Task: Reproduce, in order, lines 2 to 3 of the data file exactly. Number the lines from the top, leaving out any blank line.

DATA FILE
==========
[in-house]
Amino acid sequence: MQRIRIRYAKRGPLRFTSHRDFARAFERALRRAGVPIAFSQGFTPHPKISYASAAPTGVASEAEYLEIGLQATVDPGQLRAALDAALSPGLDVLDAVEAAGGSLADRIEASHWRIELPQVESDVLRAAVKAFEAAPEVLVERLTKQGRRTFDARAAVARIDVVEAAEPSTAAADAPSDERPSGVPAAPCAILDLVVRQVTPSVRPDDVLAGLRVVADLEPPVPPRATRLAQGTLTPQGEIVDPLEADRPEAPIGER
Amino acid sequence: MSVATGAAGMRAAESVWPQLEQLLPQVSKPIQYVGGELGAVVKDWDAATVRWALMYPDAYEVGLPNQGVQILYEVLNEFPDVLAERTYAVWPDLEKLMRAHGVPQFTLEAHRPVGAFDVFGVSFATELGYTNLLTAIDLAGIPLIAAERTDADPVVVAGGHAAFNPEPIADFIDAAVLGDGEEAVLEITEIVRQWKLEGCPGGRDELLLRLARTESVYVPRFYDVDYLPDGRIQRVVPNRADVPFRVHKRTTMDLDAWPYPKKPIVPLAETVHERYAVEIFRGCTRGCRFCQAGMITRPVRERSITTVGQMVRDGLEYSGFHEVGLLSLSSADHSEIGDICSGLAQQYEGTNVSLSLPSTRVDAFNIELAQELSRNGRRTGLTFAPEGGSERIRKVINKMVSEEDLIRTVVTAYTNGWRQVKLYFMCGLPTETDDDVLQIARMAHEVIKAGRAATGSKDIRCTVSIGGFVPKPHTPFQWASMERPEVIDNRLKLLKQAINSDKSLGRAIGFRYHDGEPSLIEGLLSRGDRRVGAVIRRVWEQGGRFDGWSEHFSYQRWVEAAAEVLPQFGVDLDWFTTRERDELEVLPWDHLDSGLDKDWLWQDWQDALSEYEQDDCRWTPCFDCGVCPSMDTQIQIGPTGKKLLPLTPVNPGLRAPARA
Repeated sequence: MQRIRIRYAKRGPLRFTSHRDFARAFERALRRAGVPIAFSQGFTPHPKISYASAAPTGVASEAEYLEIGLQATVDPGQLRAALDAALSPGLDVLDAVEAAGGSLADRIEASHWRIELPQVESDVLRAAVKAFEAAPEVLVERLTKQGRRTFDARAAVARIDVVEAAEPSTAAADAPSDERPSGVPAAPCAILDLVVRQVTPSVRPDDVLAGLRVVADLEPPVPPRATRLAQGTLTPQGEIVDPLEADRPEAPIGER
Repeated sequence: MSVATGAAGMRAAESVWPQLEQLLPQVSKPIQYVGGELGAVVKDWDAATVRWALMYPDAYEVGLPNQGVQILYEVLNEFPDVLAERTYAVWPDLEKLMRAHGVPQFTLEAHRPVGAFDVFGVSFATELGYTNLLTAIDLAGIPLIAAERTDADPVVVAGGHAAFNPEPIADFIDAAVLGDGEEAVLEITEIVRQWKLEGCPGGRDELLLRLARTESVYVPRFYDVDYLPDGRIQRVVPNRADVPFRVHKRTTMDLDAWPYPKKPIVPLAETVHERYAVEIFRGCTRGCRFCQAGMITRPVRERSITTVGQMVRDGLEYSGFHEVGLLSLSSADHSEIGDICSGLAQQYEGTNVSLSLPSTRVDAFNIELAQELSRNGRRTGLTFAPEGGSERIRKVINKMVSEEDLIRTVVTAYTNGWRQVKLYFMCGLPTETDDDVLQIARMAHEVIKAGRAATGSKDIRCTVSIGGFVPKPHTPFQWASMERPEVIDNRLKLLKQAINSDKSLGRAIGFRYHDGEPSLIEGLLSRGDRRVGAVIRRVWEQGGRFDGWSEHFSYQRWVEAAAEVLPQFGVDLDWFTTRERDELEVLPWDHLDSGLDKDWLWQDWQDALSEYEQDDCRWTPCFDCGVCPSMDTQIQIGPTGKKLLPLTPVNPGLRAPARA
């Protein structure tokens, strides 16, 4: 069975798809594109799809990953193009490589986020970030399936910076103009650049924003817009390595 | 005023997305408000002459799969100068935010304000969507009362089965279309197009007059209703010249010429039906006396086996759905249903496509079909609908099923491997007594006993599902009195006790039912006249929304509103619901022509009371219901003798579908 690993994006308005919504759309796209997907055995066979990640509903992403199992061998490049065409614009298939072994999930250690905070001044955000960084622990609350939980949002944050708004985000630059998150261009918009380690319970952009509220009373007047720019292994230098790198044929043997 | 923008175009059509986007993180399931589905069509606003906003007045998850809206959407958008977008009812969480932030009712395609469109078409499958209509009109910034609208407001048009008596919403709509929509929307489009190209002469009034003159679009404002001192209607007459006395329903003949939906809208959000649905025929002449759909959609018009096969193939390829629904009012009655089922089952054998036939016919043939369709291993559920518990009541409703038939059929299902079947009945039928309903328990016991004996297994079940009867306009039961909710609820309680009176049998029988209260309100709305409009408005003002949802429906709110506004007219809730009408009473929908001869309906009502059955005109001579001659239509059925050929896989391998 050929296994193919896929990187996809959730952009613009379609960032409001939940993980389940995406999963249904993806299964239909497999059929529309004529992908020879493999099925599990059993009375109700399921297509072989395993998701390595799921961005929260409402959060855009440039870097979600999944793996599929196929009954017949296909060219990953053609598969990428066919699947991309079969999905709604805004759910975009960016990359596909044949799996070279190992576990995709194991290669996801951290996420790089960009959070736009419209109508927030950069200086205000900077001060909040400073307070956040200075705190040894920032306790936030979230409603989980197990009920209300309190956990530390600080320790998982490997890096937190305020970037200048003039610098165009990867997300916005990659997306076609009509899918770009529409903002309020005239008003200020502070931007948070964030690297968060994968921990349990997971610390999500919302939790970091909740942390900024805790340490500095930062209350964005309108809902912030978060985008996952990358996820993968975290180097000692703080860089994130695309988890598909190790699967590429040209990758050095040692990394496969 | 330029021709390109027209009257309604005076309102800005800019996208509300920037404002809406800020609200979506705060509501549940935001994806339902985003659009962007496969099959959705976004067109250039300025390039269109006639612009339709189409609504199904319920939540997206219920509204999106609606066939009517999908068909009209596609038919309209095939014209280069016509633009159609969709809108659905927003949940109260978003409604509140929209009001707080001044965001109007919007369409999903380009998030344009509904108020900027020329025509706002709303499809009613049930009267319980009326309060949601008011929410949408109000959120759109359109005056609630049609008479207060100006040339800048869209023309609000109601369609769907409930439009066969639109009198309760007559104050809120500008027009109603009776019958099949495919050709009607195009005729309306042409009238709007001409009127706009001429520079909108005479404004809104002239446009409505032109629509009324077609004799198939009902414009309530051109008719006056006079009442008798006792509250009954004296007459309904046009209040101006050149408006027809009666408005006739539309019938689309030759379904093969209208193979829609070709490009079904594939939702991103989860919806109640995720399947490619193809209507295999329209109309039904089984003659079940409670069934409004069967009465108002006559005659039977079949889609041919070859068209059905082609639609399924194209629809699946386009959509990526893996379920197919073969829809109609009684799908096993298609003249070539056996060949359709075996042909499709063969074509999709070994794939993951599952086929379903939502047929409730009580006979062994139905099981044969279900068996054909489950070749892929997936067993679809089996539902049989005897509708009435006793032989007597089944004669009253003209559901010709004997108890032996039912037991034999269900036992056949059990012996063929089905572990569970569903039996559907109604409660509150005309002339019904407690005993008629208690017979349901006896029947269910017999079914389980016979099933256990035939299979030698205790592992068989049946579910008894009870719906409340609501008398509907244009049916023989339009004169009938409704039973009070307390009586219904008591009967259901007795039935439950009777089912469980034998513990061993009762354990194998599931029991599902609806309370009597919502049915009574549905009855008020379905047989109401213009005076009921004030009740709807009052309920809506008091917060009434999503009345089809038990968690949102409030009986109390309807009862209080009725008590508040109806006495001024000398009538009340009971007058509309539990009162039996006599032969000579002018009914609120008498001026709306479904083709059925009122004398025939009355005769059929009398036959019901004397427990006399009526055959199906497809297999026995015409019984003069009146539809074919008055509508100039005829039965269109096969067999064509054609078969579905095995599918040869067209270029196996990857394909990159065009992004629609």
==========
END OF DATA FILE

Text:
Amino acid sequence: MQRIRIRYAKRGPLRFTSHRDFARAFERALRRAGVPIAFSQGFTPHPKISYASAAPTGVASEAEYLEIGLQATVDPGQLRAALDAALSPGLDVLDAVEAAGGSLADRIEASHWRIELPQVESDVLRAAVKAFEAAPEVLVERLTKQGRRTFDARAAVARIDVVEAAEPSTAAADAPSDERPSGVPAAPCAILDLVVRQVTPSVRPDDVLAGLRVVADLEPPVPPRATRLAQGTLTPQGEIVDPLEADRPEAPIGER
Amino acid sequence: MSVATGAAGMRAAESVWPQLEQLLPQVSKPIQYVGGELGAVVKDWDAATVRWALMYPDAYEVGLPNQGVQILYEVLNEFPDVLAERTYAVWPDLEKLMRAHGVPQFTLEAHRPVGAFDVFGVSFATELGYTNLLTAIDLAGIPLIAAERTDADPVVVAGGHAAFNPEPIADFIDAAVLGDGEEAVLEITEIVRQWKLEGCPGGRDELLLRLARTESVYVPRFYDVDYLPDGRIQRVVPNRADVPFRVHKRTTMDLDAWPYPKKPIVPLAETVHERYAVEIFRGCTRGCRFCQAGMITRPVRERSITTVGQMVRDGLEYSGFHEVGLLSLSSADHSEIGDICSGLAQQYEGTNVSLSLPSTRVDAFNIELAQELSRNGRRTGLTFAPEGGSERIRKVINKMVSEEDLIRTVVTAYTNGWRQVKLYFMCGLPTETDDDVLQIARMAHEVIKAGRAATGSKDIRCTVSIGGFVPKPHTPFQWASMERPEVIDNRLKLLKQAINSDKSLGRAIGFRYHDGEPSLIEGLLSRGDRRVGAVIRRVWEQGGRFDGWSEHFSYQRWVEAAAEVLPQFGVDLDWFTTRERDELEVLPWDHLDSGLDKDWLWQDWQDALSEYEQDDCRWTPCFDCGVCPSMDTQIQIGPTGKKLLPLTPVNPGLRAPARA